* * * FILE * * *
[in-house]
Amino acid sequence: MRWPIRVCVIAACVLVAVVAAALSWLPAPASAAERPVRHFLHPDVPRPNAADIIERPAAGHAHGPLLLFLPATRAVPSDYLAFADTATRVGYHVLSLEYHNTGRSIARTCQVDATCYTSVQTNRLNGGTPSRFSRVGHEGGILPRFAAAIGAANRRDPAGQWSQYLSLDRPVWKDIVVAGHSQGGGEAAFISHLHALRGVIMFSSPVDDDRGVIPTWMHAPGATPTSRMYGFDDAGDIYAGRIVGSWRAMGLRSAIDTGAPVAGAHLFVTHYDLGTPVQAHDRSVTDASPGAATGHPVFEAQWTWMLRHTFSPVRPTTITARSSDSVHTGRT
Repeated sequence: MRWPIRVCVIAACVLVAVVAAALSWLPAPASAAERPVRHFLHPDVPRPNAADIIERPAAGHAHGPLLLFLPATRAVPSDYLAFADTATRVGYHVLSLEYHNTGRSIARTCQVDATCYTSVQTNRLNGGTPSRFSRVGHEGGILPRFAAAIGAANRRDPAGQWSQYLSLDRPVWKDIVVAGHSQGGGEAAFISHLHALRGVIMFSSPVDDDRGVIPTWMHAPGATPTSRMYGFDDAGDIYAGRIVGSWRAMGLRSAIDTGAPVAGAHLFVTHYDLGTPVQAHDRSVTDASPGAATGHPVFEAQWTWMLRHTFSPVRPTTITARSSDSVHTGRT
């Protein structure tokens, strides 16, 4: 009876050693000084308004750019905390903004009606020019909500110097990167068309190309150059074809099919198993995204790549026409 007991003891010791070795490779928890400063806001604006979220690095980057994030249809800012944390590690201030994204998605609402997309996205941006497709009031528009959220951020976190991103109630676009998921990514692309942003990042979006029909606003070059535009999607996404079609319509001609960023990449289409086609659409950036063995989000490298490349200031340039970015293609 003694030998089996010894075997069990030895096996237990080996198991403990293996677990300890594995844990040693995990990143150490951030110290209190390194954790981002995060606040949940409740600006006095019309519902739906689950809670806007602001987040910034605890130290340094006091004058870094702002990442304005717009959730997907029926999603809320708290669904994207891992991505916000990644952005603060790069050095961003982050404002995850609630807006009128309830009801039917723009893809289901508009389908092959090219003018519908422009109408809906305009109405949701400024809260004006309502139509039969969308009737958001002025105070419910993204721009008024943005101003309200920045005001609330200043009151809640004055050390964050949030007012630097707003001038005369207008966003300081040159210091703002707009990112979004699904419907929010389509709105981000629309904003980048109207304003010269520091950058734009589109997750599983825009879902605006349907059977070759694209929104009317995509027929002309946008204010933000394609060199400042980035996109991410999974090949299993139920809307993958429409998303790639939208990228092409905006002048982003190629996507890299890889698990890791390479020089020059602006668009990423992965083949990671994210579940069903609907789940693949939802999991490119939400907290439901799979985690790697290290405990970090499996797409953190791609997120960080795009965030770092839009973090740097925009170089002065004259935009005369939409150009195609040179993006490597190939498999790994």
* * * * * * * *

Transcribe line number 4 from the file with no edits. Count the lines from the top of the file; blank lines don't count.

């Protein structure tokens, strides 16, 4: 009876050693000084308004750019905390903004009606020019909500110097990167068309190309150059074809099919198993995204790549026409 007991003891010791070795490779928890400063806001604006979220690095980057994030249809800012944390590690201030994204998605609402997309996205941006497709009031528009959220951020976190991103109630676009998921990514692309942003990042979006029909606003070059535009999607996404079609319509001609960023990449289409086609659409950036063995989000490298490349200031340039970015293609 003694030998089996010894075997069990030895096996237990080996198991403990293996677990300890594995844990040693995990990143150490951030110290209190390194954790981002995060606040949940409740600006006095019309519902739906689950809670806007602001987040910034605890130290340094006091004058870094702002990442304005717009959730997907029926999603809320708290669904994207891992991505916000990644952005603060790069050095961003982050404002995850609630807006009128309830009801039917723009893809289901508009389908092959090219003018519908422009109408809906305009109405949701400024809260004006309502139509039969969308009737958001002025105070419910993204721009008024943005101003309200920045005001609330200043009151809640004055050390964050949030007012630097707003001038005369207008966003300081040159210091703002707009990112979004699904419907929010389509709105981000629309904003980048109207304003010269520091950058734009589109997750599983825009879902605006349907059977070759694209929104009317995509027929002309946008204010933000394609060199400042980035996109991410999974090949299993139920809307993958429409998303790639939208990228092409905006002048982003190629996507890299890889698990890791390479020089020059602006668009990423992965083949990671994210579940069903609907789940693949939802999991490119939400907290439901799979985690790697290290405990970090499996797409953190791609997120960080795009965030770092839009973090740097925009170089002065004259935009005369939409150009195609040179993006490597190939498999790994």